Maroon corduroy bell bottom jeans.
I glanced down at the pants she gave me and grimaced in dismay.
How many other children had worn these jeans (which clearly dated back to the 1970s)? Who knew when these jeans were last washed? How could I possibly wear these outdated pants? I would be the laughingstock of my class—no, the whole grade. Or worse, the whole school!
As much as I didn’t want to wear those hideous maroon corduroy bell bottom jeans, what choice did I have?
“You can change in the bathroom,” the nurse said, motioning me towards a bathroom I had never known existed. I looked down at those maroon corduroy bell bottoms jeans, feeling completely mortified.
Frozen in a mixture of fear and probably mild hypothermia, I choked back tears as I walked into the bathroom. By now, my wet pants were fused to my skin. I struggled to take them off. Perhaps it was because I dreaded having to put on those maroon corduroy bell bottom jeans.
I was already imagining how I’d be teased about these pants until high school graduation.
Dressed for s*ck-cess
After wrestling with my wet jeans for a few moments, I finally got the pants off. My legs effortlessly slid into the bell bottoms. The waist was a little loose, but not that bad. I willed myself not to look down.
“You can put your wet clothes in here,” Nurse S said, handing me a large paper bag. “Make sure you let the mud dry before washing your pants. Those jeans are so wet it’ll probably take you a few days.”
I may have mustered a small “thank you,” but all I could think about how was how I was wearing ugly, outdated maroon corduroy bell bottom jeans. With each step, I swore I could hear the “svttt svttt” sound that the corduroy pant legs made as they rubbed against each other.
At first, I prayed that no one would notice my change of clothes. But given that rich crimson shade, there’s no way anyone could not see my pants. So, I settled on just hoping no one would laugh at me.
I slunk back into the classroom, quietly setting my paper bag down. I grabbed my sweatshirt and tied it around my waist. Maybe that would disguise the bell bottoms.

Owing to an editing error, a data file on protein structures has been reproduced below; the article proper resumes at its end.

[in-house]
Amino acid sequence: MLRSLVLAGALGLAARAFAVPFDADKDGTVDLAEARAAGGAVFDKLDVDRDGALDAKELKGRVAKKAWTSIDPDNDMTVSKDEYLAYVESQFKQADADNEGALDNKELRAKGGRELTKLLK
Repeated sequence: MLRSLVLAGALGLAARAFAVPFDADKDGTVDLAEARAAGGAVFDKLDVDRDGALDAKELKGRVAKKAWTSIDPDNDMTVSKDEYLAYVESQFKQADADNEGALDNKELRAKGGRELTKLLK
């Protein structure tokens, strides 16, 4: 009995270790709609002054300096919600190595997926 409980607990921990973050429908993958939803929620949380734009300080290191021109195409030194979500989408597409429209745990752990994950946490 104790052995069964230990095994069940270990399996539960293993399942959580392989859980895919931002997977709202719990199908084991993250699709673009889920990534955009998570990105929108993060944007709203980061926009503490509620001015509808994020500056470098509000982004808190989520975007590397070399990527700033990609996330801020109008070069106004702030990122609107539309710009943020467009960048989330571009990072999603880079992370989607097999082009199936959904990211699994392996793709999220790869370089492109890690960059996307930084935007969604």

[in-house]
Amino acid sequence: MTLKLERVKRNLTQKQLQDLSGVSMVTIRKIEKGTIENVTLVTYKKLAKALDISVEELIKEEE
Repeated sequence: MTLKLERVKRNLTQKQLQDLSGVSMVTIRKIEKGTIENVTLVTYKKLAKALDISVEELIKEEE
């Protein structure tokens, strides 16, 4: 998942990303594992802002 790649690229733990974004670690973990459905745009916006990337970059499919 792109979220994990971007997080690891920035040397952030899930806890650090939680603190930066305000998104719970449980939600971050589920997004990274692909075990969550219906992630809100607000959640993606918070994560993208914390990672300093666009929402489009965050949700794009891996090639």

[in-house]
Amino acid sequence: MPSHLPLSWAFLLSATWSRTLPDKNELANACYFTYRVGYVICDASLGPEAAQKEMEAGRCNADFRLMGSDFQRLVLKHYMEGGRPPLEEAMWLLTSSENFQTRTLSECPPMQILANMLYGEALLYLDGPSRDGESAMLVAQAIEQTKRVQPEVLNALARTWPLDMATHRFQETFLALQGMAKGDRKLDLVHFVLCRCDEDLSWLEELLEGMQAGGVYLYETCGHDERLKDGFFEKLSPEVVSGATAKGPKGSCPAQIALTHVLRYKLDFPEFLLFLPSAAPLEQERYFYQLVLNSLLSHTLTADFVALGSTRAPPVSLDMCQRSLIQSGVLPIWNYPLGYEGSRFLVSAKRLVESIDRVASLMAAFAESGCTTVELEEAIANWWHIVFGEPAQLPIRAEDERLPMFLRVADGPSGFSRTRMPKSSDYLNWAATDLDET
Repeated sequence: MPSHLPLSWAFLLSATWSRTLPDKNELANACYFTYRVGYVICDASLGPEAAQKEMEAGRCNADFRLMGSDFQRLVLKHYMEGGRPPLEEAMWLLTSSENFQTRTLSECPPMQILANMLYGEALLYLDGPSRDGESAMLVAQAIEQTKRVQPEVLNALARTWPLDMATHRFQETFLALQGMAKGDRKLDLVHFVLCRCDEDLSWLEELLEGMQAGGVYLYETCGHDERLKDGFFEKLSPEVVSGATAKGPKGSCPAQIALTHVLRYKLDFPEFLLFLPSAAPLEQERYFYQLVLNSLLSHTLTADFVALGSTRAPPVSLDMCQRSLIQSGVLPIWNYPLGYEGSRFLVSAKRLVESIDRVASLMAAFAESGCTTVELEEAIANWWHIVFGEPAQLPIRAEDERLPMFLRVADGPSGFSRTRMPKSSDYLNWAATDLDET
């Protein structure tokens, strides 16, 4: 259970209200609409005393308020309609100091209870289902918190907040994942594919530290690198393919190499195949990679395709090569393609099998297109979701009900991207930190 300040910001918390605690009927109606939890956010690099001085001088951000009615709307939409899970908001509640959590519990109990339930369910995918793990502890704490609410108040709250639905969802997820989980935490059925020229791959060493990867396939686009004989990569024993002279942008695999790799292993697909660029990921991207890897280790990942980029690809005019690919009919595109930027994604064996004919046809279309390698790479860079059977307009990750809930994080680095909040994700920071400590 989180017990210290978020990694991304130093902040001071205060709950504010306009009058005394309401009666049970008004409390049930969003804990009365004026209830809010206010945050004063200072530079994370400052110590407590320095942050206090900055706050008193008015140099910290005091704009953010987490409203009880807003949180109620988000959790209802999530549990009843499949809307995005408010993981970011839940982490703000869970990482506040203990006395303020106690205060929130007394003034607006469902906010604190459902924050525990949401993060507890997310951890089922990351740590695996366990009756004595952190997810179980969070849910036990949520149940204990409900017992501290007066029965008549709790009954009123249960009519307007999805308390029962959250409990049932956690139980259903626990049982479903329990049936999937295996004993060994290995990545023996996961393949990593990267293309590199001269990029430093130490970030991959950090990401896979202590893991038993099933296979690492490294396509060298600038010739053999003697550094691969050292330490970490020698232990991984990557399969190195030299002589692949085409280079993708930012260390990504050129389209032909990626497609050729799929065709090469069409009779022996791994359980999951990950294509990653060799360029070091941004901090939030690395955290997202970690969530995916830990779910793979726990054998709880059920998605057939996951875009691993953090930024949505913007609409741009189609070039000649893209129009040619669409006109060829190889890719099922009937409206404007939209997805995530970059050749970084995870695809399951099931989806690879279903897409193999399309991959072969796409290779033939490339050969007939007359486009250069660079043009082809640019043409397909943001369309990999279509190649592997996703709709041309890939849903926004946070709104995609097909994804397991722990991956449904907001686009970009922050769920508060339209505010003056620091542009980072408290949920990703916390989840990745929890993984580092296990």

I could tell that one of my friends was trying to get my attention. I assumed it was to tease me or make a joke about my pants. I refused to make eye contact with anyone.
I glanced at the clock, praying school was almost over. Sadly, there was a least two hours left to go.
I looked down at my maroon corduroy bell bottom jeans and cursed my misfortune.
I have no memory of whether anyone made fun of me for wearing those maroon corduroy bell bottom jeans. I’m sure they did.
I mean, how could you ignore a child who normally dressed rather plainly but now suddenly sported a pair of 1970s maroon pants?
I’m sure there were plenty of jokes and teasing which only served to compound my embarrassment. (Though working in my favor was the fact that most of my classmates liked me. I’m sure that even back then, I knew people’s comments weren’t mean spirited.)
When I returned to school the next day, most kids had already forgotten about my bell bottom trauma. But not me. It took years for me to wear the color maroon again.
I think the reason why I hated the color maroon for so long was because those maroon corduroy bell bottom jeans represented my worst fear: for those horrid hours after recess, those ugly bell bottoms made me stand out from everyone else. Those wretched pants were a reminder that we’re only a puddle away from being viewed as different.
I can now appreciate that getting stuck wearing a horrendous pair of maroon corduroy bell bottom jeans makes for a funny story. Perhaps if I had more self-confidence, I would’ve spent the remainder of the school day making jokes about my unfortunate situation. Like walking into the classroom doing a disco move or singing the chorus of Y-M-C-A. (My go-to move when I feel uncomfortable is almost always a witty joke.)
I’m fairly certain that’s how I’d respond if I could do it all over again.
But I was so caught up in not fitting in, my visible discomfort probably made me stand out even more.
Looking back on it, those maroon corduroy bell bottoms taught me a valuable lesson. The less you care about being judged by—or receiving validation from—others, the more freeing your life will be.
And what a waste it had been for me to avoid wearing a certain color for all those years. Because darn it, I look pretty good in maroon. Just not maroon corduroy bell bottom jeans.
Do you recall a time in your childhood when you were so worried about what other people thought about you that you lost sight of reality? Please share your stories with me in the comments section.